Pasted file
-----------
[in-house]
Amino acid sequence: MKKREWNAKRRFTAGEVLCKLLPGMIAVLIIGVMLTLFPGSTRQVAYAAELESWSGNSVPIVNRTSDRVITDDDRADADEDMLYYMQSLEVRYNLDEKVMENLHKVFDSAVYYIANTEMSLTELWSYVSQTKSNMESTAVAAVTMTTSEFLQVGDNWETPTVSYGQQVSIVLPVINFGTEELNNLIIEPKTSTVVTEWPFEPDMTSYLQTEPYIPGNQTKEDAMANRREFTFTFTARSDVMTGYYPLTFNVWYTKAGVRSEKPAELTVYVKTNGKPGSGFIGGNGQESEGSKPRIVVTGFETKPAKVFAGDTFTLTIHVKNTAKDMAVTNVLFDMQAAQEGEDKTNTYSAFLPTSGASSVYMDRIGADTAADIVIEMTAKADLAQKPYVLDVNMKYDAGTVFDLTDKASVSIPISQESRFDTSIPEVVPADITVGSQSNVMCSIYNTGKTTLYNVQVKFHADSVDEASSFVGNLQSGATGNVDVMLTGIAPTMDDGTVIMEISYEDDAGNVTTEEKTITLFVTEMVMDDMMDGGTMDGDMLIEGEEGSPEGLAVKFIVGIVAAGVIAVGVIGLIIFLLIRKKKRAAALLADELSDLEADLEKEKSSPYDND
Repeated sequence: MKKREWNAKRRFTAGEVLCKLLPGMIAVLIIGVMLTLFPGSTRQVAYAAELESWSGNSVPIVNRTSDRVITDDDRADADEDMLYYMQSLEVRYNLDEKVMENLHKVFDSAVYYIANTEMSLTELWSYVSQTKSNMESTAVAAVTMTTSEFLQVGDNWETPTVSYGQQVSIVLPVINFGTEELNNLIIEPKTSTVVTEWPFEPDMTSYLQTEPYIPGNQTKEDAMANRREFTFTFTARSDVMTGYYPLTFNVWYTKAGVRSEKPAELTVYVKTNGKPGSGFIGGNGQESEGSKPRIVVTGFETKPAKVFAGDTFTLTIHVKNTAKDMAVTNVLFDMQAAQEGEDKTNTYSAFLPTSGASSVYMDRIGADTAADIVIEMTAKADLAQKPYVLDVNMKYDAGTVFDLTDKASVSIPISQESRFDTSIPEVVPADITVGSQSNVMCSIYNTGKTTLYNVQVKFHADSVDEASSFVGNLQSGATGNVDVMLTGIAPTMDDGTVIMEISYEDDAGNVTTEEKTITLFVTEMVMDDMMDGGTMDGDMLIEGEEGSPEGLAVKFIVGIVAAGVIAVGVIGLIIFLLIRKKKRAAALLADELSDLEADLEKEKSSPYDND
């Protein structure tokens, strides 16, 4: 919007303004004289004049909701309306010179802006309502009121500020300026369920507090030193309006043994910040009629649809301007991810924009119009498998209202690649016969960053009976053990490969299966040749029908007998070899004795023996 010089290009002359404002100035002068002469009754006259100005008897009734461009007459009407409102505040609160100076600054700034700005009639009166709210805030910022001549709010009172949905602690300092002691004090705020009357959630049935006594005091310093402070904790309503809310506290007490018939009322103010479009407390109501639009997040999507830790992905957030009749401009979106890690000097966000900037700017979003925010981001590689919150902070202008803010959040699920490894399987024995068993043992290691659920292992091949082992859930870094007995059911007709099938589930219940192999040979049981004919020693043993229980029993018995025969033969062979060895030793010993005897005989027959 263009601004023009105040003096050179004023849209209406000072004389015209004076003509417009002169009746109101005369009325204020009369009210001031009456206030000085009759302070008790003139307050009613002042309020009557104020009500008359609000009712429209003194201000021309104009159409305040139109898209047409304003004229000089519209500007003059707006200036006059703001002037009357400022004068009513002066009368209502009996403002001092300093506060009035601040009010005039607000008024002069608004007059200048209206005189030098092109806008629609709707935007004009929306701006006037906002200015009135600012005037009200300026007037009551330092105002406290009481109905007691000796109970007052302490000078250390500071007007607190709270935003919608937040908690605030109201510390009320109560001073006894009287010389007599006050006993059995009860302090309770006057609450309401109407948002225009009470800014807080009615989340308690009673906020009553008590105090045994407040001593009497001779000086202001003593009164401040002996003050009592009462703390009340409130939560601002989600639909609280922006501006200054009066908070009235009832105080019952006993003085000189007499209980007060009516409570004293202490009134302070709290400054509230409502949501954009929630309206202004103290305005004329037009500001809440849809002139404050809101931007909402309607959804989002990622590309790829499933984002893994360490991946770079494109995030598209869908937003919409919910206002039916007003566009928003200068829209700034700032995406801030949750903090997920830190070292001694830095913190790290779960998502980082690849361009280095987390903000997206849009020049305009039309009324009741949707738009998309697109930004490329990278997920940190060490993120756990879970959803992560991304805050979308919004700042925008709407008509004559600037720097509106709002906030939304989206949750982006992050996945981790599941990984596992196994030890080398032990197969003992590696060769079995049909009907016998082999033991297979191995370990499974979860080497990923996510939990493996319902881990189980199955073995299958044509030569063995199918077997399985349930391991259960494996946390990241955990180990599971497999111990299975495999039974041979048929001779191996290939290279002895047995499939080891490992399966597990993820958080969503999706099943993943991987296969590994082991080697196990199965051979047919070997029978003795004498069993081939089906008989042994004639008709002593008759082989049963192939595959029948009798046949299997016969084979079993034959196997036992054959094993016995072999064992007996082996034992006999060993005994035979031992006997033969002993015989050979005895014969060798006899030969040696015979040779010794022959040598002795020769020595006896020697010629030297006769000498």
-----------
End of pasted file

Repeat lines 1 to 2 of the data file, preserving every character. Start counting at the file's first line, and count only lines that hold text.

[in-house]
Amino acid sequence: MKKREWNAKRRFTAGEVLCKLLPGMIAVLIIGVMLTLFPGSTRQVAYAAELESWSGNSVPIVNRTSDRVITDDDRADADEDMLYYMQSLEVRYNLDEKVMENLHKVFDSAVYYIANTEMSLTELWSYVSQTKSNMESTAVAAVTMTTSEFLQVGDNWETPTVSYGQQVSIVLPVINFGTEELNNLIIEPKTSTVVTEWPFEPDMTSYLQTEPYIPGNQTKEDAMANRREFTFTFTARSDVMTGYYPLTFNVWYTKAGVRSEKPAELTVYVKTNGKPGSGFIGGNGQESEGSKPRIVVTGFETKPAKVFAGDTFTLTIHVKNTAKDMAVTNVLFDMQAAQEGEDKTNTYSAFLPTSGASSVYMDRIGADTAADIVIEMTAKADLAQKPYVLDVNMKYDAGTVFDLTDKASVSIPISQESRFDTSIPEVVPADITVGSQSNVMCSIYNTGKTTLYNVQVKFHADSVDEASSFVGNLQSGATGNVDVMLTGIAPTMDDGTVIMEISYEDDAGNVTTEEKTITLFVTEMVMDDMMDGGTMDGDMLIEGEEGSPEGLAVKFIVGIVAAGVIAVGVIGLIIFLLIRKKKRAAALLADELSDLEADLEKEKSSPYDND